In this case I’m not really sure what I make of it yet. It doesn’t feel realistic or anything, and it’s so hard to draw any parallels between what you’re doing in this heavily abstracted game and the messy awful history upon which it’s based. I’m trying to solve a WW2-themed puzzle rather than being made to feel like I’m in any way commanding an army.
I guess the army theme is a weird breath of fresh air in the sense that I don’t really play any army games. But I occasionally get that reminder of actual warfare when it tells me people were killed in action, or it delivers a bit of blurb about the conflict as it played out. I also try not to think about who I’m playing as.
The one thing I would say, and this is nothing to do with the history side of things, is that I hate sacrificing any units in games. I hate it in chess and I hate it here. I think that’s why I struggle with particular types of strategy game, because my natural playstyle is to try and keep EVERYBODY safe. A victory for me would be everyone on my side still being alive at the end.
Graham: I guess you’re not playing as the Soviets, then?
One thing I thought about is whether I should have recommended a turn-based strategy game that was more on the Fire Emblem side of things. There are a few that are broadly similar to that game on PC, with mechanics not too far away from Unity of Command but with named characters, more story, a less oppressive or potentially troubling setting. The downside might have been though that characters dying in those games is still sometimes either unavoidable or extremely difficult to avoid, which is maybe worse when they have names and the unit standing next to them is their boyfriend or their kid. At least we’ll never know the names of the the soldiers we lead towards death in Unity of Command? Er.
Pip: This is the kind of leadership style RPS needs.
No, I think, on balance, I’m glad you went with this one. There’s something weirdly appealing about the anonymity of the units and the lack of a single leader’s story across what I’ve played. I also hadn’t realised how sick I was of playing in the same handful of settings recently. I’m not saying I’m actively enjoying World War II or anything, but the feeling of being somewhere different, both in terms of genre and setting is actually really good for blowing away some cobwebs.
It was also interesting to try to take a broader view of a game. Usually I gravitate to games which let me only control one thing. I like poking around in scenery or investigating environments as opposed to commanding groups or assigning tasks. I’m one of gaming’s happy footsoldiers who is horrified every time a command opportunity turns up, essentially. This was a manageable way to try something different.
That said, it took me whole days to work up the enthusiasm/nerve/impetus to actually boot the damn thing up in the first place! Has anyone else you know who doesn’t like these kinds of games tried it and liked it?
Graham: No! Basically me and every other games journalist is full of shit. I’ve always seen it described as a gateway, but I’ve never seen anyone say, “And I recommended it to so-and-so and it acted as a gateway.” It’s just assumed because of its relative simplicity, I think.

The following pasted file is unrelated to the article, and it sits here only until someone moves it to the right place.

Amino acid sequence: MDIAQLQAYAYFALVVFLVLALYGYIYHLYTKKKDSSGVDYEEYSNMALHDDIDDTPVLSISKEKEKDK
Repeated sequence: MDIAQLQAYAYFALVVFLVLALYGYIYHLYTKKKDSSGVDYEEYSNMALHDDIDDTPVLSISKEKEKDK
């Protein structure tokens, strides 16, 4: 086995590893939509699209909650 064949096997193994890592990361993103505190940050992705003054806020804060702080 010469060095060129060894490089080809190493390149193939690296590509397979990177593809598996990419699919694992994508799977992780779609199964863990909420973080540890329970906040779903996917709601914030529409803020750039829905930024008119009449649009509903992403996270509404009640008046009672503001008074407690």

You mentioned above about it not being particularly realistic, and I agree that it’s abstract in lots of ways, but I do still like that it offers a more fair representation of World War II battlefield tactics than many other accessible games with the same setting. Like, obviously Call of Duty and Medal of Honour paint a picture of individual heroism turning the tide of war, but even other accessible strategy games like the real-time Company of Heroes doesn’t necessarily give you a sense of the bigger-picture issues faced by a soldier in that particular conflict over and above any other. Unity of Command is described on its Steam page as being an “operational-level” strategy game, and I hope that gives it and its setting value that at least somewhat justifies the unavoidably troubling choice of setting.
It sounds like you’re enjoying Unity of Command so far. Do you enjoy it enough that you think you’d play another similar game of its type, without me foisting it upon you for the purpose of an article? Either turn-based or strategy or World War II. Is Adam going to have to fight you over the review code for Hearts of Iron 5 or whatever?
Pip: I think what I’ve worked out is this: I am enjoying Unity of Command more than I thought and I’ll stick with it beyond this feature to see how far I get but I don’t see it functioning as a gateway. I’m getting on with Unity of Command because it feels closer to a puzzle game and I suspect that the further we get from that, and the more unruly or long-winded the less fun it will be. This hasn’t awakened an interest in broader strategy or a desire to lead armies. I think if Unity of Command focused on those things I wouldn’t have even made it this far. I’d also say that the genre trappings – the imposing manual and the language and the setting – meant I wouldn’t have even started if I hadn’t been doing Game Swap!
So for me it’s definitely not a gateway. It’s more like one of those niches you get in a chapel and you put an interesting statue in there.
Graham: Hoo… ray? I think that sounds like I win, but in conclusion, is it a hit or miss?
Pip: This specific recommendation was a success in that it picked out a game I never in a million years would have thought of playing for myself and it turned out to be something I started to enjoy. That said, one of the reasons for the recommendation was to see if Unity of Command would act as a softer introduction to a whole genre and, at least from what I’ve played so far, that doesn’t feel true. It’s its own thing – still too far from the games I’m truly terrified of or bored by to act as a stepping stone. If you want me anywhere near Hearts of Iron you’ll need to coax me towards it through several hundred more of these Game Swaps!